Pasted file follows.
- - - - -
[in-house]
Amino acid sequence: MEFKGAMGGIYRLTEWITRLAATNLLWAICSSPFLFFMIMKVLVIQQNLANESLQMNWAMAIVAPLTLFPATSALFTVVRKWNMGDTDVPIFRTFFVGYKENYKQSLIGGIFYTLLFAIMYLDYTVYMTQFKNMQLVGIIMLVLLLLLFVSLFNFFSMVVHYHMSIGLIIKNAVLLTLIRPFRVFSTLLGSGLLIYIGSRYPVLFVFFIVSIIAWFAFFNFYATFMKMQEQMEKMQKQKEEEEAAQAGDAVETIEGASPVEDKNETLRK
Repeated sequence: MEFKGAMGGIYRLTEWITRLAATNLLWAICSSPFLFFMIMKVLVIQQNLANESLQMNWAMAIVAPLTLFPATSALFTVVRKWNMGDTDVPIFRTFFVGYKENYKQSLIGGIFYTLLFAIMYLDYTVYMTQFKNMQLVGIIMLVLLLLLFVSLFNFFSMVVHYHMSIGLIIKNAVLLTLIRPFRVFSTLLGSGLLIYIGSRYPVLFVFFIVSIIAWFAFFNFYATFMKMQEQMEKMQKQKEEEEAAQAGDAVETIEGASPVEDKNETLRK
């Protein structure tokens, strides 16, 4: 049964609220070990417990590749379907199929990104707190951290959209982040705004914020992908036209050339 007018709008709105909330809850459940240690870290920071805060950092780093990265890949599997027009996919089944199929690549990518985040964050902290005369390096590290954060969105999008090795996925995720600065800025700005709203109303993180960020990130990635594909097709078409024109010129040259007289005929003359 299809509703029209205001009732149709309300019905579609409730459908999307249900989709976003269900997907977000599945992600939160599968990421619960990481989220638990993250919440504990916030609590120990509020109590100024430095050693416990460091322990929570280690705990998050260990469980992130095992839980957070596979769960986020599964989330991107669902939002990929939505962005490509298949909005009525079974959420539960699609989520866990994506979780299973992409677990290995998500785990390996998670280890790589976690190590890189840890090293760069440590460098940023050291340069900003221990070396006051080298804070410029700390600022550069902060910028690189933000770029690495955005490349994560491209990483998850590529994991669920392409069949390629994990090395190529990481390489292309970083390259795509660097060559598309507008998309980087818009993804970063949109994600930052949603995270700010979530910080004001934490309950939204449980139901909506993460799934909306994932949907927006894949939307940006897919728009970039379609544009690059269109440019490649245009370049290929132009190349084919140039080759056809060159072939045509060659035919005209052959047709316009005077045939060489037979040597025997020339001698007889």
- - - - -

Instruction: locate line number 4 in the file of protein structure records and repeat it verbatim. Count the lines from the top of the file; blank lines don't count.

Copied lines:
């Protein structure tokens, strides 16, 4: 049964609220070990417990590749379907199929990104707190951290959209982040705004914020992908036209050339 007018709008709105909330809850459940240690870290920071805060950092780093990265890949599997027009996919089944199929690549990518985040964050902290005369390096590290954060969105999008090795996925995720600065800025700005709203109303993180960020990130990635594909097709078409024109010129040259007289005929003359 299809509703029209205001009732149709309300019905579609409730459908999307249900989709976003269900997907977000599945992600939160599968990421619960990481989220638990993250919440504990916030609590120990509020109590100024430095050693416990460091322990929570280690705990998050260990469980992130095992839980957070596979769960986020599964989330991107669902939002990929939505962005490509298949909005009525079974959420539960699609989520866990994506979780299973992409677990290995998500785990390996998670280890790589976690190590890189840890090293760069440590460098940023050291340069900003221990070396006051080298804070410029700390600022550069902060910028690189933000770029690495955005490349994560491209990483998850590529994991669920392409069949390629994990090395190529990481390489292309970083390259795509660097060559598309507008998309980087818009993804970063949109994600930052949603995270700010979530910080004001934490309950939204449980139901909506993460799934909306994932949907927006894949939307940006897919728009970039379609544009690059269109440019490649245009370049290929132009190349084919140039080759056809060159072939045509060659035919005209052959047709316009005077045939060489037979040597025997020339001698007889």